USAID Urban Health Research Program

The United States Agency for International Development (USAID) is issuing an Addendum to the 2018 Global Health BAA for Research and Development (GLOBALHEALTH-BAA-2018) entitled the Urban Health Research Program. The purpose of this Addendum is to request Expressions of Interest (EOI) for implementation research to test solutions to address the growing challenges of rapid urbanization and its impact on maternal, newborn, and child health (MNCH) outcomes. This Addendum serves to commence the co-design process around innovative solutions for accelerating gains in MNCH in poor urban settings of sub-Saharan Africa using an iterative approach e.g. implementation research nested in existing programs, interventions or health systems.

Eligibility: 
Public, private, for-profit, and nonprofit organizations, as well as institutions of higher education, non-governmental organizations, and U.S. and non-U.S. government organizations are eligible under this BAA. Neither individuals nor public international organizations (also known as multilaterals), are eligible to apply. All organizations must be determined to be responsive to this BAA and sufficiently responsible to perform or participate in the final award type.

Budget Parameters
USAID currently anticipates that awards stemming from this Addendum might range between $1 to $5 million for the entire period of performance (up to three years). USAID expects that this work would be nested in and leverage existing interventions, to maximize cost savings/ efficiencies and sustainable impact. 

Objective and Areas of Interest
  • Data and evidence for the existing urban conditions. The use of existing evidence, as well as formative and ongoing research, to identify gaps, barriers, drivers, enablers, and progress is critical. The current lack of disaggregated and comprehensive urban health data leads to insufficient understanding. The most recent measurement innovations have improved data collection and analysis (e.g., Nairobi Urban Health and Demographic Surveillance System, Urban Inequities Survey, and Unsatisfied Basic Needs Index), but these data sources remain inadequate urban health metrics for the poor and do not routinely include geospatial and poverty metrics. Progress in these measurement innovations and better integration of databases are critical to making progress in urban health.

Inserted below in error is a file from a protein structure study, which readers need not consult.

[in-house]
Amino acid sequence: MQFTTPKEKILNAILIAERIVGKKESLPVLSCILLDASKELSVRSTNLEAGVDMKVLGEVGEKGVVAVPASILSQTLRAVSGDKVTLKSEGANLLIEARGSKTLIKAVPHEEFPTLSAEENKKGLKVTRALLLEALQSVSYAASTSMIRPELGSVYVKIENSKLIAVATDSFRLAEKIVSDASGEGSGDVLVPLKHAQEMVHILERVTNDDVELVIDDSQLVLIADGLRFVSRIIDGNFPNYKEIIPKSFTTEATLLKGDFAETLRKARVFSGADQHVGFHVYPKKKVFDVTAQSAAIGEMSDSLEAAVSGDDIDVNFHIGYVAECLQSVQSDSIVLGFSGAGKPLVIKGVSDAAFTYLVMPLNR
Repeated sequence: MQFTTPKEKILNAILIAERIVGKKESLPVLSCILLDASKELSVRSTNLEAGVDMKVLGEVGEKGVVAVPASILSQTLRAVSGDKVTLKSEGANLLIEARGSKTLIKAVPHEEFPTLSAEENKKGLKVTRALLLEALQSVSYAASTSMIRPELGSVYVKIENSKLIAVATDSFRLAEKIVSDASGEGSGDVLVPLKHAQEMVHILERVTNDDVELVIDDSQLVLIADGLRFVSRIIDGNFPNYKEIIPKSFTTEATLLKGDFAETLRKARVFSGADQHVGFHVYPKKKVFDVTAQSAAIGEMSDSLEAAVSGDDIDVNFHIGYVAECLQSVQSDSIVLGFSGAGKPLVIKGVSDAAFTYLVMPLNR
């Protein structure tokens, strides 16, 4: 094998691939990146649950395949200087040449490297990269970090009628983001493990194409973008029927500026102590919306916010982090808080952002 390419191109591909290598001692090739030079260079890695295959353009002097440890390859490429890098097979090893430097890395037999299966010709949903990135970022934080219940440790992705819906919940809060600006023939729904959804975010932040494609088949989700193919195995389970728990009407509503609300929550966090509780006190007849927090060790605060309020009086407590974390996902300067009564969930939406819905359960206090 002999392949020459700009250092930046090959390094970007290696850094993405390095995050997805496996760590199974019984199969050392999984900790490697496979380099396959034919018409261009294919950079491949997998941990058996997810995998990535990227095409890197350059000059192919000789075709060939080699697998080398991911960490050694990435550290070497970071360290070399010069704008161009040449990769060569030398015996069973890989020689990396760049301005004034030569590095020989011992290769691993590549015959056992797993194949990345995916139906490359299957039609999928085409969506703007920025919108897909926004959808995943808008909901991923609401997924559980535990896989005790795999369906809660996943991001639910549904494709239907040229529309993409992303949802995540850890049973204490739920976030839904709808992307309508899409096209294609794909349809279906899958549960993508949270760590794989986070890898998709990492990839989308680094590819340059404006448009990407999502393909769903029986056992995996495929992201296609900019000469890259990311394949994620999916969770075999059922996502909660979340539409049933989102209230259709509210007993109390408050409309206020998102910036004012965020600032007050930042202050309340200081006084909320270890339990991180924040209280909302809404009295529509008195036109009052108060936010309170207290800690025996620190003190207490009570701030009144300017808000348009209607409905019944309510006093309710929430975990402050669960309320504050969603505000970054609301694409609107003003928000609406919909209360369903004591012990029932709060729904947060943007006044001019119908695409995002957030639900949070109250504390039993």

• Designed, tested, and refined interventions for real-world conditions. The focus of these interventions may include addressing barriers in improving the environment and living conditions which impact MNCH, improving urban primary health care facilities, increasing connections with the community and subsequent demand, considering aspects of preventative care such as antenatal care, immunization, and nutrition, and others.
  • Model for primary healthcare. The model is intended to show factors that lead to increased effective access and equitability of key urban health curative and preventive services, with a focus on the most vulnerable populations. The model should clearly involve the contextual factors as they impact health, particularly the preventive aspects, as well as consider the enabling factors, such as the increased capacity and engagement of municipal leadership, to ensure sustainability of efforts. 
Moreinfo: https://www.grants.gov/web/grants/view-opportunity.html?oppId=311182
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